Beamable's Microservice FeatureFeature - An individual aspect of the Beamable product used to create a great user experience is custom-built to provide the best workflow and performance for game makers.

A microservice architecture, or "microservice", is a solution of developing software systems that focuses on building single-function modules with well-defined interfaces and operations. See Wikipedia for more info.

Benefits

  • Highly maintainable & testable
  • Loosely coupled
  • Independently deployable

Like never before, programming a server-authoritative feature feels like a natural extension of your favorite client-side tools and workflows — powered by Beamable Microservices.

Now all your code lives in one place — shared between client and server.

The Microservice code is checked in alongside your client code to version control. With Beamable, there is less code since the system shares and serializes all client/server data structures.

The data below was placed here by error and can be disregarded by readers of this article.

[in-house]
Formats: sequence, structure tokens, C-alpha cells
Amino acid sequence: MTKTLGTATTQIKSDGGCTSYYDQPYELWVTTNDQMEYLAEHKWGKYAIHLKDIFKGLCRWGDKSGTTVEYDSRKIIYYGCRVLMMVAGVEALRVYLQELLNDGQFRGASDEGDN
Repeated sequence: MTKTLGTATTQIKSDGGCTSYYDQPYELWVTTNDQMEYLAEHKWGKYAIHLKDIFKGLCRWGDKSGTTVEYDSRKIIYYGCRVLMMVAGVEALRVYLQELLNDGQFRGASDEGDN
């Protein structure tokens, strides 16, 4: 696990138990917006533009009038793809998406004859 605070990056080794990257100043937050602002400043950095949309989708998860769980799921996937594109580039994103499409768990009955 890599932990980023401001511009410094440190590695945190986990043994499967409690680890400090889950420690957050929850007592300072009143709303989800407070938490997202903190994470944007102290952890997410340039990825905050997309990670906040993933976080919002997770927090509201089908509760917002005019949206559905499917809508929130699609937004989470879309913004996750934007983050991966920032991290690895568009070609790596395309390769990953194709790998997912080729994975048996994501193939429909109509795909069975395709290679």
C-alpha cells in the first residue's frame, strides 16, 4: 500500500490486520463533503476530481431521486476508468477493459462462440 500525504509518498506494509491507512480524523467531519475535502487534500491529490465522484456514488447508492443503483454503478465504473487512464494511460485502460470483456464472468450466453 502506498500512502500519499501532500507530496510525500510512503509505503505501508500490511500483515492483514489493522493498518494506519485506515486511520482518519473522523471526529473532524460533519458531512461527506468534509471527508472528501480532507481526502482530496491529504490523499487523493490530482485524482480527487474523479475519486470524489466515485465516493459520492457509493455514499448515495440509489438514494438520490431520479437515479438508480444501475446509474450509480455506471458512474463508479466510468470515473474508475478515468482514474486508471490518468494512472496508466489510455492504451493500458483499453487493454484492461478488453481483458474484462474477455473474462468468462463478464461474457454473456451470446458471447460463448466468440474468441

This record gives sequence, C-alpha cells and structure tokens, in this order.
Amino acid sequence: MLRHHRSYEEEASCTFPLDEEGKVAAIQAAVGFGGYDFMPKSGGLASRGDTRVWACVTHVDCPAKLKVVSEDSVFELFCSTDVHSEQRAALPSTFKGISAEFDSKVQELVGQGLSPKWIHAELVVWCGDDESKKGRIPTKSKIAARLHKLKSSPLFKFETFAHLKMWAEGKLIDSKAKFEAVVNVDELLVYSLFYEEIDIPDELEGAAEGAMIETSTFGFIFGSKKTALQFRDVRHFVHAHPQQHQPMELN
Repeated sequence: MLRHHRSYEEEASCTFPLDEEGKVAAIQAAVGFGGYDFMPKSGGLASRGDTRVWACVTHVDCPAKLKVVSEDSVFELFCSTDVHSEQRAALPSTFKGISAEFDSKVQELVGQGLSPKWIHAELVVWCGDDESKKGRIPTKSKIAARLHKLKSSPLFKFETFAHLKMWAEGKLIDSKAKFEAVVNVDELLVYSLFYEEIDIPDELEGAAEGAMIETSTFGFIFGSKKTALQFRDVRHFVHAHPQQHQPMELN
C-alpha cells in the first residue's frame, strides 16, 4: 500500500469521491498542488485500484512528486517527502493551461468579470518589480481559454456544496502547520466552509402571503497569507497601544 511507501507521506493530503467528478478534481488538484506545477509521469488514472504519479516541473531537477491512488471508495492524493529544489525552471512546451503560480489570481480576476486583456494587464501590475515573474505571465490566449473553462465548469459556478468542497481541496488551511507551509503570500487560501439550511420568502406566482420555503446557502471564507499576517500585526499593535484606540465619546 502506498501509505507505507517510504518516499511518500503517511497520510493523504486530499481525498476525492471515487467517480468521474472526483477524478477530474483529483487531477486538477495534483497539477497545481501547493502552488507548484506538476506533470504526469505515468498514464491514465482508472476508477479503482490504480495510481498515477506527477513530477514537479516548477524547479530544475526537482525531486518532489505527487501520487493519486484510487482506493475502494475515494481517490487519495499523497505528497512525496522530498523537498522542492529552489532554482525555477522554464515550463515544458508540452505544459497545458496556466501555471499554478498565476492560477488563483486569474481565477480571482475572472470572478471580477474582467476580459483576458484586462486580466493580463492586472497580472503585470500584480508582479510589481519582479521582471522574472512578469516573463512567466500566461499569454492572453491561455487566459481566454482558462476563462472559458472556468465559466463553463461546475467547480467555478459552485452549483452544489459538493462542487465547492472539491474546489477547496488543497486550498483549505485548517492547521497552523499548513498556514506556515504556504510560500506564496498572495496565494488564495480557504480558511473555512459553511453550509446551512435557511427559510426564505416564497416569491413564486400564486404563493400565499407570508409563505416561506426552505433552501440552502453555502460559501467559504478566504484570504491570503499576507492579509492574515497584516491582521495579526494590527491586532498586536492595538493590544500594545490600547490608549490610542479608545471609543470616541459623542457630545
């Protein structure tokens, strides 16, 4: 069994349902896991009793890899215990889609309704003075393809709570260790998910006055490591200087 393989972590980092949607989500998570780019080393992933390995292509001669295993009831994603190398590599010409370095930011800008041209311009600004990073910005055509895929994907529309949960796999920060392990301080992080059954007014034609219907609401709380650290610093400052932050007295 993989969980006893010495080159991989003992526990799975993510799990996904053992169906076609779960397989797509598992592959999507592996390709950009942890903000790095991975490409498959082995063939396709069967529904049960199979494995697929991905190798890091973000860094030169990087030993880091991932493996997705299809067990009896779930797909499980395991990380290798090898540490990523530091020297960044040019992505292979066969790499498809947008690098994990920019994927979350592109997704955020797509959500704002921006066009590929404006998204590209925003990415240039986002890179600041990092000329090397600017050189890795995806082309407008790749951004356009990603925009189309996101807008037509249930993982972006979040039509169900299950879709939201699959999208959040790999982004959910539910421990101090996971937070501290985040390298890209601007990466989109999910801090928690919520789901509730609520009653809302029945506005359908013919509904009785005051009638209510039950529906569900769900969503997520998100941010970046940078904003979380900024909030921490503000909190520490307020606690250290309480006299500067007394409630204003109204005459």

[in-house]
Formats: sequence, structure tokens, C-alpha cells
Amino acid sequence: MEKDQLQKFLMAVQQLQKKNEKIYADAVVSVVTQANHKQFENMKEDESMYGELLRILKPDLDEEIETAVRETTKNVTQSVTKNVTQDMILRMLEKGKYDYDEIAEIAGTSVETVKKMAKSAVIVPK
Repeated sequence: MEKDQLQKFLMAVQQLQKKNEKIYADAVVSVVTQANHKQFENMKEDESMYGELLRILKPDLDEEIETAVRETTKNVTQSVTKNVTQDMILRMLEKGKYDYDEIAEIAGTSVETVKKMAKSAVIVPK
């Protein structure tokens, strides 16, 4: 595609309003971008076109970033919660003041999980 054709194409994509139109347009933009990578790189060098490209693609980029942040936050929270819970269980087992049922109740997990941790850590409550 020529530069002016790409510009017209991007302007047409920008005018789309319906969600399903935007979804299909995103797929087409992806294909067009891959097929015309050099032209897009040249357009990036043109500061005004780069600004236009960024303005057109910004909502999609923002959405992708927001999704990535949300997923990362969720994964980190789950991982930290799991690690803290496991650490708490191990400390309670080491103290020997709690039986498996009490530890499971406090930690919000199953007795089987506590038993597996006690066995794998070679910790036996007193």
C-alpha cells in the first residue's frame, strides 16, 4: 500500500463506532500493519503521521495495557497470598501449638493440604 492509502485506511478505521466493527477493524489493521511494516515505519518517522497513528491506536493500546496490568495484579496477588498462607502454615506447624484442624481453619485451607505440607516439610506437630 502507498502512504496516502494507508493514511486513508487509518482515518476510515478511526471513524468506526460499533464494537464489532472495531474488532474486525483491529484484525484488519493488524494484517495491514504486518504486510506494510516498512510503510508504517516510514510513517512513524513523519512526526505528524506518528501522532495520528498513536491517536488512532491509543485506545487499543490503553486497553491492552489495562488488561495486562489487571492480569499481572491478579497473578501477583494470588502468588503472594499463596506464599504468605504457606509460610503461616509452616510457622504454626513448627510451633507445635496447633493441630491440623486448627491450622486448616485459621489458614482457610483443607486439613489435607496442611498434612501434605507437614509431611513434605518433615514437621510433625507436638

Comparison

Beamable
C# Microservices

Amazon AWS Lambda

GameSparks
Cloud Code

Microsoft PlayFab
Cloud Script

C# Client Code

✔️

✔️

✔️

✔️

C# Server Code

✔️

Full Debugging Support
(Debug.Log, Breakpoints, etc...)

✔️

Source Control Integration

✔️

Runs Locally During Development

✔️

Unity Workflow
(ScriptableObjects, etc...)

✔️

There are trade-offs as well. Games using server technology like Microservices must be connected to the internet, each server-side operation call is slower than a client-side operation due to network latency, and there are fees incurred to host or use servers.

Server-Authoritative Benefits

Typically in game development, game code is on the game client. This is a client-authoritative approach. Moving functionality to the back-end is a server-authoritative approach. There are pros and cons.

Invariably — today's games grow to need server-authoriative code.

Comparison: Client vs Server Benefits

Client-Authoritative

Server-Authoritative

Speed Of Development

✔️

Speed At Runtime

✔️

Speed To Release Updates